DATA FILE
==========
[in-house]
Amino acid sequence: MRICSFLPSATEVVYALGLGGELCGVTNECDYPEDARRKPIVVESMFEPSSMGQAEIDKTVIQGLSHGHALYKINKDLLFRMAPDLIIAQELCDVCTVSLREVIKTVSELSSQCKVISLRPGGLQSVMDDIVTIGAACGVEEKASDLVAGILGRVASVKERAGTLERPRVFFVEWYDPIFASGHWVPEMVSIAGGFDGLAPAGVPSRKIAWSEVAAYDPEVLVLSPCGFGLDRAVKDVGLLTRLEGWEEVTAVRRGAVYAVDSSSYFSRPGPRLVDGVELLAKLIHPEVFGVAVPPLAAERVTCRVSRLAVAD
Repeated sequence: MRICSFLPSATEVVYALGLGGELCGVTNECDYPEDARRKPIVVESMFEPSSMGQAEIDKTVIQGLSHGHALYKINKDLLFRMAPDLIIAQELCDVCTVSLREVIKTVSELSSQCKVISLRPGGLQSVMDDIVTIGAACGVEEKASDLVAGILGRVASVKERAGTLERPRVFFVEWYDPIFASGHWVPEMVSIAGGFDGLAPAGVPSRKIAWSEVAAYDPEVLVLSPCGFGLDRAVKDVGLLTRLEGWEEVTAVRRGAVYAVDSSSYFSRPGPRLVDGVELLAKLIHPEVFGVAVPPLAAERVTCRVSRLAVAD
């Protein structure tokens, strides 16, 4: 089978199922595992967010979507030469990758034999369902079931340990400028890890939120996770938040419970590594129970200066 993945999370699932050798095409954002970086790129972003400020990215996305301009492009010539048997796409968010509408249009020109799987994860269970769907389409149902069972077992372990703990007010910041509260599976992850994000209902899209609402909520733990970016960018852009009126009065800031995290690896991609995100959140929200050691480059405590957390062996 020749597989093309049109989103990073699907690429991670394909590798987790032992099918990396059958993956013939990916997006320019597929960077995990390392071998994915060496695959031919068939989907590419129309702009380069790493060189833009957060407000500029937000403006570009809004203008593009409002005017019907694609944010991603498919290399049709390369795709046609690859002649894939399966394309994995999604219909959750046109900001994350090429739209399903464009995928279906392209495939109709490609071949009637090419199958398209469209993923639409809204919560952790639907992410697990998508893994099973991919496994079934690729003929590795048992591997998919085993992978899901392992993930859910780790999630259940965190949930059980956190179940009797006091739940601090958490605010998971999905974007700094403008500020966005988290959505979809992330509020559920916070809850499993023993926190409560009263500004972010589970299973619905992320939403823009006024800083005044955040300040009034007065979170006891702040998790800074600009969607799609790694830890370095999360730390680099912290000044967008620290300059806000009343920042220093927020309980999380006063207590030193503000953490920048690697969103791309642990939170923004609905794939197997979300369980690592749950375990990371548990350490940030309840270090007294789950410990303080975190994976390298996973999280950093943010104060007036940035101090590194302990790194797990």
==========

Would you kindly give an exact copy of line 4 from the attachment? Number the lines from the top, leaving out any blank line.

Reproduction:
């Protein structure tokens, strides 16, 4: 089978199922595992967010979507030469990758034999369902079931340990400028890890939120996770938040419970590594129970200066 993945999370699932050798095409954002970086790129972003400020990215996305301009492009010539048997796409968010509408249009020109799987994860269970769907389409149902069972077992372990703990007010910041509260599976992850994000209902899209609402909520733990970016960018852009009126009065800031995290690896991609995100959140929200050691480059405590957390062996 020749597989093309049109989103990073699907690429991670394909590798987790032992099918990396059958993956013939990916997006320019597929960077995990390392071998994915060496695959031919068939989907590419129309702009380069790493060189833009957060407000500029937000403006570009809004203008593009409002005017019907694609944010991603498919290399049709390369795709046609690859002649894939399966394309994995999604219909959750046109900001994350090429739209399903464009995928279906392209495939109709490609071949009637090419199958398209469209993923639409809204919560952790639907992410697990998508893994099973991919496994079934690729003929590795048992591997998919085993992978899901392992993930859910780790999630259940965190949930059980956190179940009797006091739940601090958490605010998971999905974007700094403008500020966005988290959505979809992330509020559920916070809850499993023993926190409560009263500004972010589970299973619905992320939403823009006024800083005044955040300040009034007065979170006891702040998790800074600009969607799609790694830890370095999360730390680099912290000044967008620290300059806000009343920042220093927020309980999380006063207590030193503000953490920048690697969103791309642990939170923004609905794939197997979300369980690592749950375990990371548990350490940030309840270090007294789950410990303080975190994976390298996973999280950093943010104060007036940035101090590194302990790194797990």